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Is there a “Disconnect” between Public Opinion and U.S. Immigrant Admissions Policy?

  • Author(s): Levy, Morris
  • Wright, Matthew
  • Citrin, Jack
  • et al.
Abstract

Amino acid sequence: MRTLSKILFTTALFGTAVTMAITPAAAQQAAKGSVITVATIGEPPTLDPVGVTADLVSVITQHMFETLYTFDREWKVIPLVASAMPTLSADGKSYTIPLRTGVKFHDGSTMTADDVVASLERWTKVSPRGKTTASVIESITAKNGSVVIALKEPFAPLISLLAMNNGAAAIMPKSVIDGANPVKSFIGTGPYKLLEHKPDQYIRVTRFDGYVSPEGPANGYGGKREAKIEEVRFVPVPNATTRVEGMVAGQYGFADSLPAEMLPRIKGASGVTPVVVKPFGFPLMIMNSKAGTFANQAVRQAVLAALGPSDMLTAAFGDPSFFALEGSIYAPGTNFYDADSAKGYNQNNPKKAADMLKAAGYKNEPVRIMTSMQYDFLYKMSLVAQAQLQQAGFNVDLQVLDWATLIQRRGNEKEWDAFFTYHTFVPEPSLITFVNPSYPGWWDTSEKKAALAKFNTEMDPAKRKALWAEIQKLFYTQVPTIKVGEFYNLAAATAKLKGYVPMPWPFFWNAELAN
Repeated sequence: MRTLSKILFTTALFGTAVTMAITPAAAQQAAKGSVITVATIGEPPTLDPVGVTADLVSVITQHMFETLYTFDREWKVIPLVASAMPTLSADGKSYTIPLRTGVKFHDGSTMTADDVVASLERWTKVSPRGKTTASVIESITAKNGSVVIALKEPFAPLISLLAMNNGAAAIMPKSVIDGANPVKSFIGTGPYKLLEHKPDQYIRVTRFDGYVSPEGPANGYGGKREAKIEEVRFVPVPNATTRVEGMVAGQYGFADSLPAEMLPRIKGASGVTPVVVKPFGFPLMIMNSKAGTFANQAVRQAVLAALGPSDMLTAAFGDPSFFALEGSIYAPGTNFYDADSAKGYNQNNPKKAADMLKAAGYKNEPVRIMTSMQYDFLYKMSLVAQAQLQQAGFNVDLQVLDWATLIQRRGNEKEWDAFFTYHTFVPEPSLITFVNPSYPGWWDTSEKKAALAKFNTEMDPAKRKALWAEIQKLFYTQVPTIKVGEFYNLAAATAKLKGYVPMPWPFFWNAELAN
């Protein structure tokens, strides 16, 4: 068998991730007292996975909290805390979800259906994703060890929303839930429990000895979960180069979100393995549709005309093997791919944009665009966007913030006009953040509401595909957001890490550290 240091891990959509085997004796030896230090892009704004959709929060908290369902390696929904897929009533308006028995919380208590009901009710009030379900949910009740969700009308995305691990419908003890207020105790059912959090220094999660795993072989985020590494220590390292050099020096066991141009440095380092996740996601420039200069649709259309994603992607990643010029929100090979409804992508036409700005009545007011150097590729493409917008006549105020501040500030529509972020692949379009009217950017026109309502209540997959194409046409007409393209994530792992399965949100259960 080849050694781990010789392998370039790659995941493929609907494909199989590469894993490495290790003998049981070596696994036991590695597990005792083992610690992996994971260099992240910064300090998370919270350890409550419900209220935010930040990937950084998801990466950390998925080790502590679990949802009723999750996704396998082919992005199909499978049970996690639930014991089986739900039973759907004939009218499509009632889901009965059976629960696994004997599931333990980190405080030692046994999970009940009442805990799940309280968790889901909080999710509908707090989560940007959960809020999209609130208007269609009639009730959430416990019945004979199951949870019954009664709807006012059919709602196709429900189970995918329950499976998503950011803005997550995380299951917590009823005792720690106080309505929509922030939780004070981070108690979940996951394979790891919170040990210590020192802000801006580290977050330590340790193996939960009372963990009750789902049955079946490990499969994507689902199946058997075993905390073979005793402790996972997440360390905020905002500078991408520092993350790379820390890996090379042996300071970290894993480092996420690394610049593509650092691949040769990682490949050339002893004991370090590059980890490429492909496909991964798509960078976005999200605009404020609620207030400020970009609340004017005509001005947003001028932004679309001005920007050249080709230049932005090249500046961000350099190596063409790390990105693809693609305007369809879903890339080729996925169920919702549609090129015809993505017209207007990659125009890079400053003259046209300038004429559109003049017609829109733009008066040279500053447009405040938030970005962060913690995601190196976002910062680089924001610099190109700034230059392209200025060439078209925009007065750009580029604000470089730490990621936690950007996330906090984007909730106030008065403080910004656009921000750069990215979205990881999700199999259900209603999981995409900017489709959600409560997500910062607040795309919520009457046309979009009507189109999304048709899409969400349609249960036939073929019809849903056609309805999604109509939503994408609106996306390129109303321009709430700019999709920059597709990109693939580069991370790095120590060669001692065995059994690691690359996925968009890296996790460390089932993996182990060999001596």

A large body of research suggests that immigration policy-making in liberal democracies overlooks most citizens’ preferences most of the time. To support this view, scholars often point to an apparent “disconnect” between the expansionary immigration policies prevailing in most of the West and the heavily exclusionary bent of public opinion. This paper argues that the “disconnect” thesis oversimplifies ordinary citizens’ preferences over immigrant admissions policies in ways that inflate the divergence of public policy from public opinion. It demonstrates that the U.S. public’s abstract preference for less immigration in general coexists with strong majority acceptance of the specific admissions policies that generate most immigration. This seeming inconsistency arises in part because concrete questions about admissions policies evoke stronger humanitarian and economic considerations than the standard, more abstract, gauge of immigration policy preferences does. Citizens by and large do not support rolling back the number of immigrants admitted through family reunification, provisions for refugees, and skills-based visas even when they are made aware that these three admissions categories combined account for nearly all foreigners admitted permanently into the country.

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